Campus snapshots: Athletic Training, MBA, and science research


Athletic Training faculty garner Association honors

Two faculty members from UIndy’s Athletic Training Program received national awards at the National Athletic Trainers’ Association’s 65th Clinical Symposia & AT Expo in Indianapolis last summer. Professor Christine Lauber and Assistant Professor Scott Lawrance each received the NATA’s Athletic Trainer Service Award, which recognizes involvement in professional associations, community organizations, grassroots public relations efforts, and service as volunteer athletic trainers. Candidates must be NATA members and hold the certified athletic trainer credential for at least 15 years.

Lauber,-ChristineDr. Lauber, an Indianapolis resident, is director of the UIndy Athletic Training Program. She holds a master of arts in exercise science from Central Michigan University, an educational specialist degree in higher education leadership from Marshall University, and a doctor of education degree in educational leadership from West Virginia University. Previous honors have included the 2013 Great Lakes Athletic Trainers’ Association Educator of the Year Award, the Indiana Athletic Trainers’ Association President’s Excellence Award, the University of Indianapolis Faculty Achievement Award, and the School of Education Teacher of the Year Award.

Lawrance,-ScottDr. Lawrance, a Plainfield resident, is the program’s clinical education coordinator and also a UIndy alumnus, having earned his master of science and doctor of health sciences degrees in physical therapy from the University. His previous honors have included the 2009 Indiana Clinical Athletic Trainer of the Year Award and the 2010 Sports Medicine-Rehabilitation Specialist of the Year Award from the National Strength and Conditioning Association, as well as UIndy’s Distinguished Young Alumnus and School of Education Teacher of the Year awards. He is past-president of the Indiana Athletic Trainers’ Association and president-elect of the Great Lakes Athletic Trainers’ Association.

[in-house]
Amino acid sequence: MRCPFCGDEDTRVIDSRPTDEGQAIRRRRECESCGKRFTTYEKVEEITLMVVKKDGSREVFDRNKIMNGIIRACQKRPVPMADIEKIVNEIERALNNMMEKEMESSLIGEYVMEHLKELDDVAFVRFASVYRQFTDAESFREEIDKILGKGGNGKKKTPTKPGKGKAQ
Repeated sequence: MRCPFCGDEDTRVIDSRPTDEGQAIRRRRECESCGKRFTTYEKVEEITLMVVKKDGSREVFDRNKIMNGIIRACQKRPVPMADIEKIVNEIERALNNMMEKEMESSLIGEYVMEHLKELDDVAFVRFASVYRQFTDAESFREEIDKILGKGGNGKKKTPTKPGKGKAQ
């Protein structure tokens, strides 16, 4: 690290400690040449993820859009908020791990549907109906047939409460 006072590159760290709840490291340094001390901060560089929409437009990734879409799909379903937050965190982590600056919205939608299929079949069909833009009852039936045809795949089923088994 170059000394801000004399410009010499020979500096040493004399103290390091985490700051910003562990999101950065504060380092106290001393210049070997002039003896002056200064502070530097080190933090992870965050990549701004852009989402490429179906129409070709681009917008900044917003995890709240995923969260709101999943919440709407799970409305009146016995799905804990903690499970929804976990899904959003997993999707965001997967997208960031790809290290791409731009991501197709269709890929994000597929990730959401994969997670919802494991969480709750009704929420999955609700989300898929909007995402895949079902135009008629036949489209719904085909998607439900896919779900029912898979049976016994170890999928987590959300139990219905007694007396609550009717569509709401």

UIndy MBA students place in top 1 percent in national contest

A student team from UIndy’s Saturday Executive MBA program scored in the top 1 percent last fall among more than 1,300 teams in a national business simulation competition. MBA 690 is a capstone course intended to tie together the full range of business principles learned in the program. One-third of the course grade, instructor Dave Brokaw said, is based on the outcome of a Capsim (business simulation technology used for the development and assessment of business acumen) online simulation, which sets up virtual companies in a specific industry and requires participating teams to interpret data and make decisions about product lines, production, pricing, marketing, facilities, and other aspects of making a business profitable. “Whatever you can imagine in the manufacturing world, it’s there,” said Brokaw, who is director of technology operations for Indiana Farm Bureau Insurance and also has taught at UIndy for more than 10 years. Each weekly round of Capsim competition represents one year in the life of the company. After a standard run of eight rounds ending earlier this month, the UIndy team ranked in the 99th percentile, the highest score Brokaw can recall among his students.

Students enjoy shot at National Science Foundation research: sliced mouse brains, jumping spiders, cholera, and more

Several UIndy Greyhounds earned the opportunity to engage in serious lab work last summer through the National Science Foundation’s prestigious Research Experiences for Undergraduates program, which allows students to participate in cutting-edge research around the country. UIndy faculty members encouraged them to apply for the competitive program and in some cases employed their professional connections to help the students find projects in their fields of interest. Senior chemistry and psychology major Sarah Fantin’s research project at the University of Kansas involved applying electric potential to thin slices of mouse brain to generate a current, which can be measured to determine the levels of neurotransmitters present.

Other UIndy participants in the Research Experiences for Undergraduates program included:
—Harleen Athwal, a senior biology/chemistry/pre-dentistry major, who studied the elaborate courting behaviors of male Habronattus clypeatus jumping spiders at the University of California, Berkeley.
—Clinton Knapp, a senior biology and chemistry major, who joined a study at the Georgia Institute of Technology on how cholera bacteria absorb DNA from their environment.
—Hannah Vormohr, a junior biology/chemistry/pre-med major, who used ultrasonic waves and a high-speed camera at the University of North Carolina to study elastic properties of various materials.